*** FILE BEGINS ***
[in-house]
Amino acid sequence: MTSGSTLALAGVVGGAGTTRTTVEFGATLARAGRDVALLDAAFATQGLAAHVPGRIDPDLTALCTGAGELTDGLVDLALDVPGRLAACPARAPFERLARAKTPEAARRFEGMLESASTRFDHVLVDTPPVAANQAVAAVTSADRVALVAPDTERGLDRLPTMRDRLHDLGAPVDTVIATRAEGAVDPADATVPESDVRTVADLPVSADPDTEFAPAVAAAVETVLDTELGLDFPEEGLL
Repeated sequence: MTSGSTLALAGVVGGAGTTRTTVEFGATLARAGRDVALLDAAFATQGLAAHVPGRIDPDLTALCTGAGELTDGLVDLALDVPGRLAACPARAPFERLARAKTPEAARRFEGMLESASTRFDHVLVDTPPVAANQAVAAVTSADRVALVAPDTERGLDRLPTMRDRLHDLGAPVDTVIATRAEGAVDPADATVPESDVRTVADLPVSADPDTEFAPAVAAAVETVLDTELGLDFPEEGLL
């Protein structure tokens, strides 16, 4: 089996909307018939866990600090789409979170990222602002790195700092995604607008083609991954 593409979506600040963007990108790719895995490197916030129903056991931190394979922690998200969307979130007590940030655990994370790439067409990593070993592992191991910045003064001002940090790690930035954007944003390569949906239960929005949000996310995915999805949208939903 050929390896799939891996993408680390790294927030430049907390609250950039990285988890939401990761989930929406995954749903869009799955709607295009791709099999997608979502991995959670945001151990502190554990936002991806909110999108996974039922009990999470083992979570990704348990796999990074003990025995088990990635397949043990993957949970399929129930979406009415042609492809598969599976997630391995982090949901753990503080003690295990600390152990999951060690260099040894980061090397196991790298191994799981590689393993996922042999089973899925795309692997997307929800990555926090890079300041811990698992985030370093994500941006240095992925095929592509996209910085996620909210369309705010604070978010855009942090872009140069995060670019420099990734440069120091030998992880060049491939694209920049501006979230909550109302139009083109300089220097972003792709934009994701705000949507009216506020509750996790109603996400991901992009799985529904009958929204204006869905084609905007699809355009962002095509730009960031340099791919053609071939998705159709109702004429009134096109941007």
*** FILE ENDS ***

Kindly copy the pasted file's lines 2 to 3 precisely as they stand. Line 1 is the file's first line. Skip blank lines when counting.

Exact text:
Amino acid sequence: MTSGSTLALAGVVGGAGTTRTTVEFGATLARAGRDVALLDAAFATQGLAAHVPGRIDPDLTALCTGAGELTDGLVDLALDVPGRLAACPARAPFERLARAKTPEAARRFEGMLESASTRFDHVLVDTPPVAANQAVAAVTSADRVALVAPDTERGLDRLPTMRDRLHDLGAPVDTVIATRAEGAVDPADATVPESDVRTVADLPVSADPDTEFAPAVAAAVETVLDTELGLDFPEEGLL
Repeated sequence: MTSGSTLALAGVVGGAGTTRTTVEFGATLARAGRDVALLDAAFATQGLAAHVPGRIDPDLTALCTGAGELTDGLVDLALDVPGRLAACPARAPFERLARAKTPEAARRFEGMLESASTRFDHVLVDTPPVAANQAVAAVTSADRVALVAPDTERGLDRLPTMRDRLHDLGAPVDTVIATRAEGAVDPADATVPESDVRTVADLPVSADPDTEFAPAVAAAVETVLDTELGLDFPEEGLL